Roach said people were extremely "considerate and amazed that she was doing it. She carried her cane but didn't use it, except a couple of times. When it got so congested on the sidewalks, we didn't need to use it because ... it was hitting people.
"I tethered her the whole way. She holds onto my arm. It was always on my right side the whole way. She can really feel any movement I make. She knows exactly what I'm doing."
McComas still had some injuries to deal with, Asbury said.
"After walking the first 20 miles, the blisters on Heather's feet would have stopped the normal 'sighted person' from continuing to walk," she said. "The entire heels of both feet were blistered, as well as the small toes on top and in between. She grimaced while having the blisters opened, mole skin attached, and bandages and tape applied over the area, but she never once complained. She was ready to go again the second day."
Asbury said that by the end of 40 miles after the second day, her feet and body were aching so much that she was ready to go to bed by 7 p.m., "but looking forward with great delight to the upcoming 60-mile finish line.
"I truthfully was not sure that her body would let her finish the entire 60 miles," Asbury said. "I knew her feet hurt from the plantar fasciitis plus the blisters and I knew she was tired. Not to be underestimated, she finished the event in a record time with a smile on her face."
Roach said she did great.
"The only thing I worried about was her foot that had given her problems prior, but I knew because she had really worked on it and was determined that she could do it," she said. "We made a joke the whole way that limping was still walking, but she made it and she did quite well. We were far from being the last coming in, that's for sure. ... She doesn't let being blind stop her. She's very independent.
"I'm very proud of her and I appreciate the opportunity to get to do this with her. It was very emotional. My mother was a breast cancer survivor. She's passed, but not from breast cancer. It made me think about how my life would have changed if she hadn't survived."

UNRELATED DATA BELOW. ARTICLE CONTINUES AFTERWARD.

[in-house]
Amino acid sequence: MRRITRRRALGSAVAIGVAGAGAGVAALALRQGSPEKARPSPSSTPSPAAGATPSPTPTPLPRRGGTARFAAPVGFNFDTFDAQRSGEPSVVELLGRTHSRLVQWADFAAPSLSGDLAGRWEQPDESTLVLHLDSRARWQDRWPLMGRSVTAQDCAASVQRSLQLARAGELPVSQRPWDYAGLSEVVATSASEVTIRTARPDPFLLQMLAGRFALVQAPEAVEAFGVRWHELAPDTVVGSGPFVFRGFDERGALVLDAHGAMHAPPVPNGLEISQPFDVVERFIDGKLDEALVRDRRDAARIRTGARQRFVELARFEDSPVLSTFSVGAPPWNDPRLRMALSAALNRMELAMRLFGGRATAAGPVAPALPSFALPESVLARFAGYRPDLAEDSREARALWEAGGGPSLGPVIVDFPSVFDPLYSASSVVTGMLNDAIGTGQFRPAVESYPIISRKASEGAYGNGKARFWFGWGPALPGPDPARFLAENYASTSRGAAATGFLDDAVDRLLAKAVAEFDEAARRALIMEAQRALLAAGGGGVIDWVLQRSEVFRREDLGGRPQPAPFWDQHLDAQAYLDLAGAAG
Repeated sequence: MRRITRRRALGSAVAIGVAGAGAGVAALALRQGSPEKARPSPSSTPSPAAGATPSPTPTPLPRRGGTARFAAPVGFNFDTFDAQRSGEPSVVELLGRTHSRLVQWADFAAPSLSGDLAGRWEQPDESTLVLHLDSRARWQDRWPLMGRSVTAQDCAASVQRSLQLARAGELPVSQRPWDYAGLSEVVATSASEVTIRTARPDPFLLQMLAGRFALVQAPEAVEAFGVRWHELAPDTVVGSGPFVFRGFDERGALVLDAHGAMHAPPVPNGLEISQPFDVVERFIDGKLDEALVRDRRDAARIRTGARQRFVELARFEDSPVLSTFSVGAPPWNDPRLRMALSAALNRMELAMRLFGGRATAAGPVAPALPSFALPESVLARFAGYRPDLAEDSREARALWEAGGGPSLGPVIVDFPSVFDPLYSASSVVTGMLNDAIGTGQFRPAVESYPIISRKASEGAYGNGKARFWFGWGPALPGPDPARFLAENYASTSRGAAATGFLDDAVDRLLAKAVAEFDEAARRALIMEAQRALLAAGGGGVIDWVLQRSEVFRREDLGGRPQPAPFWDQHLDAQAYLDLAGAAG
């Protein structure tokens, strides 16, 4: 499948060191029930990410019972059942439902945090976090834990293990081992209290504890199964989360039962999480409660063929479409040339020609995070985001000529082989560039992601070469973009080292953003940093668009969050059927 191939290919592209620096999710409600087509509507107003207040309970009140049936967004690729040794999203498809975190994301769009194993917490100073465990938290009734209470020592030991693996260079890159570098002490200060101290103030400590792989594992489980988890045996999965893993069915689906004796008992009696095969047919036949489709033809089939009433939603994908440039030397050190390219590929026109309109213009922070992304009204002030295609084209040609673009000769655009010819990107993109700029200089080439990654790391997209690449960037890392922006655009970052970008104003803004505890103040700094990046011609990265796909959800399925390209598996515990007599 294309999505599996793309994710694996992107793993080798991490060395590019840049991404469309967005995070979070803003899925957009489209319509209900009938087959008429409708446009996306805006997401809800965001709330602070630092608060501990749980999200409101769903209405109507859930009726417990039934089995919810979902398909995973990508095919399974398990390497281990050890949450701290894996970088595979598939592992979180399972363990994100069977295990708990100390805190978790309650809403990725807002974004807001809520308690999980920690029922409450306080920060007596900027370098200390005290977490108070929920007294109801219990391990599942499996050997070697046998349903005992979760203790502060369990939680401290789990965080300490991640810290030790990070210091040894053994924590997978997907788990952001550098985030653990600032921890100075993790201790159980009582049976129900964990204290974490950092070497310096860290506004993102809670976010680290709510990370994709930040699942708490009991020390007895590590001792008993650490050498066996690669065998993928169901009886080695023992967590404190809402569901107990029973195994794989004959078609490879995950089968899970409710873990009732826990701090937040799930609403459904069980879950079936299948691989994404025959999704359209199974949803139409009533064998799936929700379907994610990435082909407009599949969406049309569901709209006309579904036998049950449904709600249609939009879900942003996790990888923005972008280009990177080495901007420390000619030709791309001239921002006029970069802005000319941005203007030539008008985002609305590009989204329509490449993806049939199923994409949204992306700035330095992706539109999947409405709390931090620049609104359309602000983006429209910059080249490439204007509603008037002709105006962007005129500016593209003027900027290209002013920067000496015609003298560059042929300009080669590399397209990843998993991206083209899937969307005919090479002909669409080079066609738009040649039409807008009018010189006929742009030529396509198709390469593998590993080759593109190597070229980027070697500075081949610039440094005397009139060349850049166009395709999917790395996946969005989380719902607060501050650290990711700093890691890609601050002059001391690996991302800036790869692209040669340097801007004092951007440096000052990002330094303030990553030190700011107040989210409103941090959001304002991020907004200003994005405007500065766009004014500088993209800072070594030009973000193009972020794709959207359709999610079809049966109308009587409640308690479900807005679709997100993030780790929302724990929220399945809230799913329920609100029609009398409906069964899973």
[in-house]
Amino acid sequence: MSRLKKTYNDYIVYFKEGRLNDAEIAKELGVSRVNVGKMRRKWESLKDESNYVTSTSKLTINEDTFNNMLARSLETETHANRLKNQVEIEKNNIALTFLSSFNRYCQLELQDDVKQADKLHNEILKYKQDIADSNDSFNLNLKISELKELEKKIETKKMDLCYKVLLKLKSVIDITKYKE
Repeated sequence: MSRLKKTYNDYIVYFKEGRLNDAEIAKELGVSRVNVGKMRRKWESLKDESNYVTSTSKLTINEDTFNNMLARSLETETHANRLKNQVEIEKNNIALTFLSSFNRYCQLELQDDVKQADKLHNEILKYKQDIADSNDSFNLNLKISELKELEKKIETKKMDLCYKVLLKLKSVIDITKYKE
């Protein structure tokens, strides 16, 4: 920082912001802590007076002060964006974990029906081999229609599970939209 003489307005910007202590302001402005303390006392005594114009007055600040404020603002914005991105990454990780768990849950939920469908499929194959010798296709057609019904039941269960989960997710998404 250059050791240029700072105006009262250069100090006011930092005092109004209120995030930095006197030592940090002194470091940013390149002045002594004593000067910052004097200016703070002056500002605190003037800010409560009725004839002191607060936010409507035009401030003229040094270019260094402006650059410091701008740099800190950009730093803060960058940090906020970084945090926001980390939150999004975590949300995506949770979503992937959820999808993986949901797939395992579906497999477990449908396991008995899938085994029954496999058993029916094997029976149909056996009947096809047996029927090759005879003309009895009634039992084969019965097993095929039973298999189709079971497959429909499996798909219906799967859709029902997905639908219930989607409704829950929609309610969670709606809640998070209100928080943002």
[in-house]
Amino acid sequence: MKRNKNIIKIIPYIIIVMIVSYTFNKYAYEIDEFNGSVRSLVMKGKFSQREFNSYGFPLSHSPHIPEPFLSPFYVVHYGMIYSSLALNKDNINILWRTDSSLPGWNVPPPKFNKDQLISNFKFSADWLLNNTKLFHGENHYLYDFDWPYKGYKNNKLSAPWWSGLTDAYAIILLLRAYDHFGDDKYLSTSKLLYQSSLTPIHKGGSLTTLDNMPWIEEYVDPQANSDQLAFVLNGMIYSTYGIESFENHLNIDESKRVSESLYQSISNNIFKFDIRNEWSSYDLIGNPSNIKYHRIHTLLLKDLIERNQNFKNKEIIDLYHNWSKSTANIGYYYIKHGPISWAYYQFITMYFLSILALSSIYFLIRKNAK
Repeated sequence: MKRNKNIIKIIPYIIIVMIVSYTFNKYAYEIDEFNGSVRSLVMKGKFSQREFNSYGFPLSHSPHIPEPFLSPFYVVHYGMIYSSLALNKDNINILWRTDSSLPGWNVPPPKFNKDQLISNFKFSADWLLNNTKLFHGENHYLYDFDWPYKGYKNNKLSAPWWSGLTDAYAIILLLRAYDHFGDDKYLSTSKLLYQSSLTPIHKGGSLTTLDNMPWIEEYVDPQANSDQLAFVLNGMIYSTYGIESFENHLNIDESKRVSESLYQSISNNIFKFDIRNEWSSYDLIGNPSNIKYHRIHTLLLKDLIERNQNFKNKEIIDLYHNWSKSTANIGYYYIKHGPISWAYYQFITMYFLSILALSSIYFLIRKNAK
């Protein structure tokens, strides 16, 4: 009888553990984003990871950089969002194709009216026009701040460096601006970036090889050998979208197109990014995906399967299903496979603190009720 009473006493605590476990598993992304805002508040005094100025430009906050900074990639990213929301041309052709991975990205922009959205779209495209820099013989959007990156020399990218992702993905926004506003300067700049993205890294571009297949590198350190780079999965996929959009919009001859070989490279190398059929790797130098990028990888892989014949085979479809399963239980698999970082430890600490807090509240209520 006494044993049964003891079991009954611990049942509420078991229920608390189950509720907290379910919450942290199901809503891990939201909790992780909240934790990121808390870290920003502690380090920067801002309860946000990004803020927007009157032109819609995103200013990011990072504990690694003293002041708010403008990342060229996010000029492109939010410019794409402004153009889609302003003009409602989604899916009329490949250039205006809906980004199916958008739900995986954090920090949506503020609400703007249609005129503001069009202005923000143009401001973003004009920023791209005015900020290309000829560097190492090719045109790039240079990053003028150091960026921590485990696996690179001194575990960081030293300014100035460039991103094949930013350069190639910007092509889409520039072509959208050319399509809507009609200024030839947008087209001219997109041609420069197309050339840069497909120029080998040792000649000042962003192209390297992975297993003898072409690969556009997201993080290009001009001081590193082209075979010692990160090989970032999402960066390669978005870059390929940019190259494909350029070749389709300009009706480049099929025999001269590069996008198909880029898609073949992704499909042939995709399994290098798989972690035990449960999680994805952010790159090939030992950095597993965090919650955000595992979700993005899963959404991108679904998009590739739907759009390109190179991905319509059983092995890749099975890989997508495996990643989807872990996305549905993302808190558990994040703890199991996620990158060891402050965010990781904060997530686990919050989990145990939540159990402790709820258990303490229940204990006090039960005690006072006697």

McComas said the best thing for her was meeting new people and going to a place she'd never been.
"I wish more people would do it," she said. "Yeah, it's difficult, but it gets you up. I believe in exercise and I believe in getting up and doing something for other people. That's what makes me happy -- to do things for other people, and in the process, it got me physically fit."
McComas' mother, Mary, couldn't be more proud.
"She gives 110 percent to any and all things that she chooses to do," Mary McComas said. "She weaves beautiful baskets, she knits, she bakes, she makes pottery and she quilts -- yes, with a sewing machine. She makes me smile because how can you say, 'Heather, no, you can't have a sewing machine. You will sew your fingers together'?
"(Her father) Carl and I have never told her that she can't do anything. It has always been more of an, 'It will be hard, but you can do it,' kind of a conversation.
"Heather 'sees' more than any sighted person that I know," Mary McComas continued. "As her mother, I catch myself wishing that life wouldn't be so hard for her. You know how mommies can be. She's is a brave, determined and dedicated young lady, and we are so proud of her."
Family: Parents Mary and Carl McComas, sister Haley Robinson and half-brother Craig Elkins.
Education: 1995 graduate of the Romney West Virginia School for the Blind.
Hobbies: Basket-making, pottery, sewing and reading.